News

From the Praetor's Office- Reaction Housing for Disaster Victims November 11 2015, 0 Comments

How Hurricane Katrina Inspired A Revolutionary New Disaster Shelter

Praetorian prides itself on recognizing revolutionary and innovative new technology in the field of disaster response, and so it is the case with the "Exo Shelter" Kudos to the designer Michael McDaniel for his perseverance in designing a quick deployment shelter.

The crisis that followed Hurricane Katrina eight years ago inspired Michael McDaniel to create EXO. The innovative emergency housing system offers a surprisingly simple alternative to house the over 32 million people who are displaced from natural disasters every year.


Praetorian "Instant-Plumber" Leak and Drip Sacks (AB-300) August 30 2015, 0 Comments

Praetorian Leak and Drip Sacks,

Praetorian AB-300 Domestic leak and drip sacks are an essential part of any Home, Business, Hotel/ Motel, or Multi-Family developments, plumbing defense. They are designed to absorb and contain domestic plumbing mishaps that can cost thousands if left unattended. The AB-300 absorbs 20 Lbs. of contaminated liquids from toilets, sinks, faucets, dishwashers, washing machines, hot water heaters, leaky roofs or, ice damming.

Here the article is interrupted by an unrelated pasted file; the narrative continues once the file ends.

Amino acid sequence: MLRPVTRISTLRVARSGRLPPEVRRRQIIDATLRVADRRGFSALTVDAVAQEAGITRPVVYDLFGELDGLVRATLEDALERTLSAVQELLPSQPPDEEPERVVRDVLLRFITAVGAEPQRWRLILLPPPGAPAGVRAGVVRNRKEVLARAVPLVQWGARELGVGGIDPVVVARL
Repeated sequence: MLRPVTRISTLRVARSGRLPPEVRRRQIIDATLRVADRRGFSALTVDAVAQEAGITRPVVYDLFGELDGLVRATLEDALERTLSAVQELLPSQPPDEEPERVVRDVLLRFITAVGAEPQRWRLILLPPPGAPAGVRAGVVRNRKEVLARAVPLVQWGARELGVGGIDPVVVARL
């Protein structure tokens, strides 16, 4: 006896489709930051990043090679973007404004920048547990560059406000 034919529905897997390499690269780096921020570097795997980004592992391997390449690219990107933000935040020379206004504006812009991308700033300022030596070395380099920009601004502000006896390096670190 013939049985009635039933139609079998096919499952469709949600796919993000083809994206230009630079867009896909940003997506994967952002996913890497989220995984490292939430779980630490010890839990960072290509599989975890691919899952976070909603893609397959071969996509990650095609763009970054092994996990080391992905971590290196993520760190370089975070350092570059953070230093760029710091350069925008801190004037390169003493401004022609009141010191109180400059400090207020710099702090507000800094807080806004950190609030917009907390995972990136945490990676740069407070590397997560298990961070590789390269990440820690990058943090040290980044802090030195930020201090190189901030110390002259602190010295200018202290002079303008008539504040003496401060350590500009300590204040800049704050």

• Each sack contains a super absorbent polymer that swells on contact with sewage water
  • The sacks are light weight and easy to stow
  • They are easily deployable, just drop in overflowing toilet or around leak and they activate
  • Absorbs approximately 30 lbs. of contaminated water
  • Long Shelf life

If you manage a Hotel, Motel, or Apartment Complex the AB-300 is a must have! 

If you have ever had to clean up after Grandpa's business that overflowed to the downstairs kitchen, then this product is for you.

If you have ever had a third story tenant's kid overflow the tub, and cause flooding on the second, and first floors, the AB300 should be in your arsenal of flood and leak defense.   


Sub-Tropical Storm Ana - First named storm of the season May 08 2015, 0 Comments

From the Praetor's Office

Subtropical Storm Ana has formed off the southern Atlantic coast of the United States, making it the first named tropical system of the 2015 Atlantic Hurricane Season.

U.S. National Hurricane Center in Miami said Friday night that Ana had maximum sustained winds of 60 mph (95 kph) and was centered about 140 miles (225 kilometers) southeast of Myrtle Beach, South Carolina.

The storm, which had been stationary over the past few hours was moving north at 2 mph (4 kph). Tropical storm watches and warnings have been issued for parts of both Carolinas, and the Hurricane Center also warns of rough surf and rip currents.

Ana is expected to deliver 2 to 4 inches of rain over the weekend, with some areas getting up to 6 inches.


From the Praetor's Office-Preventing Workplace Accidents January 26 2015, 0 Comments

According to OSHA, slip, trip and fall injuries account for the highest rate of injuries in the work place. They are also the second leading cause of work-related accidental deaths behind auto accidents, with figures reaching 15%. Common injuries due to slip, trip and falls may include: sprains, broken bones, head and back injuries, as well as lacerations.